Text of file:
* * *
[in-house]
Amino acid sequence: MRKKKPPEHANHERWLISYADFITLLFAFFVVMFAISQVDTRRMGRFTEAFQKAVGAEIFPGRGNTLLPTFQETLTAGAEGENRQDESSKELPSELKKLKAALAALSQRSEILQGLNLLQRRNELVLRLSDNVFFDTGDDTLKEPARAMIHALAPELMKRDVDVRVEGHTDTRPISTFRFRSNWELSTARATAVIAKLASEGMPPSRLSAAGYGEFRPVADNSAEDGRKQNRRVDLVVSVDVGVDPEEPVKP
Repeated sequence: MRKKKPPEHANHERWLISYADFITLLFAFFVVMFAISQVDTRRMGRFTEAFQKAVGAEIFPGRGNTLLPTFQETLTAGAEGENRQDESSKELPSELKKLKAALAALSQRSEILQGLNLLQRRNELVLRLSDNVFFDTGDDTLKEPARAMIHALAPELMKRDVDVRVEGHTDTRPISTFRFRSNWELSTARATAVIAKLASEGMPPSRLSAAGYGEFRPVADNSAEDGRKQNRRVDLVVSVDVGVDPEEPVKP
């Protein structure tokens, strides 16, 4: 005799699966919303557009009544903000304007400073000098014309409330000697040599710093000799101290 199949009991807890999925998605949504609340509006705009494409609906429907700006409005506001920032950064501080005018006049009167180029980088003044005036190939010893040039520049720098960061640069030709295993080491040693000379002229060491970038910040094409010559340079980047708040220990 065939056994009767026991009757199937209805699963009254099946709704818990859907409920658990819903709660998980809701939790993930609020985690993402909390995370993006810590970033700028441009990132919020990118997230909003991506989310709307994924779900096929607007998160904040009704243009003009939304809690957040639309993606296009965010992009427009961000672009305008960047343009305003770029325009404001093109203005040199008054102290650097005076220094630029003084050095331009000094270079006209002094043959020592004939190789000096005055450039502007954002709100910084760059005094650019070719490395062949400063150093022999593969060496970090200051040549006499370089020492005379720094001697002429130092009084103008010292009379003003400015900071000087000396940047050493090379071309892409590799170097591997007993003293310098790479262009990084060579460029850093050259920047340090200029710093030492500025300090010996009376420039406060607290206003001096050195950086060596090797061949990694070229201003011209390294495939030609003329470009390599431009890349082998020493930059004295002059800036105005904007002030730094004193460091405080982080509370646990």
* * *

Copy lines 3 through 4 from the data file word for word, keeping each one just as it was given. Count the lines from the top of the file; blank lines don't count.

Repeated sequence: MRKKKPPEHANHERWLISYADFITLLFAFFVVMFAISQVDTRRMGRFTEAFQKAVGAEIFPGRGNTLLPTFQETLTAGAEGENRQDESSKELPSELKKLKAALAALSQRSEILQGLNLLQRRNELVLRLSDNVFFDTGDDTLKEPARAMIHALAPELMKRDVDVRVEGHTDTRPISTFRFRSNWELSTARATAVIAKLASEGMPPSRLSAAGYGEFRPVADNSAEDGRKQNRRVDLVVSVDVGVDPEEPVKP
């Protein structure tokens, strides 16, 4: 005799699966919303557009009544903000304007400073000098014309409330000697040599710093000799101290 199949009991807890999925998605949504609340509006705009494409609906429907700006409005506001920032950064501080005018006049009167180029980088003044005036190939010893040039520049720098960061640069030709295993080491040693000379002229060491970038910040094409010559340079980047708040220990 065939056994009767026991009757199937209805699963009254099946709704818990859907409920658990819903709660998980809701939790993930609020985690993402909390995370993006810590970033700028441009990132919020990118997230909003991506989310709307994924779900096929607007998160904040009704243009003009939304809690957040639309993606296009965010992009427009961000672009305008960047343009305003770029325009404001093109203005040199008054102290650097005076220094630029003084050095331009000094270079006209002094043959020592004939190789000096005055450039502007954002709100910084760059005094650019070719490395062949400063150093022999593969060496970090200051040549006499370089020492005379720094001697002429130092009084103008010292009379003003400015900071000087000396940047050493090379071309892409590799170097591997007993003293310098790479262009990084060579460029850093050259920047340090200029710093030492500025300090010996009376420039406060607290206003001096050195950086060596090797061949990694070229201003011209390294495939030609003329470009390599431009890349082998020493930059004295002059800036105005904007002030730094004193460091405080982080509370646990």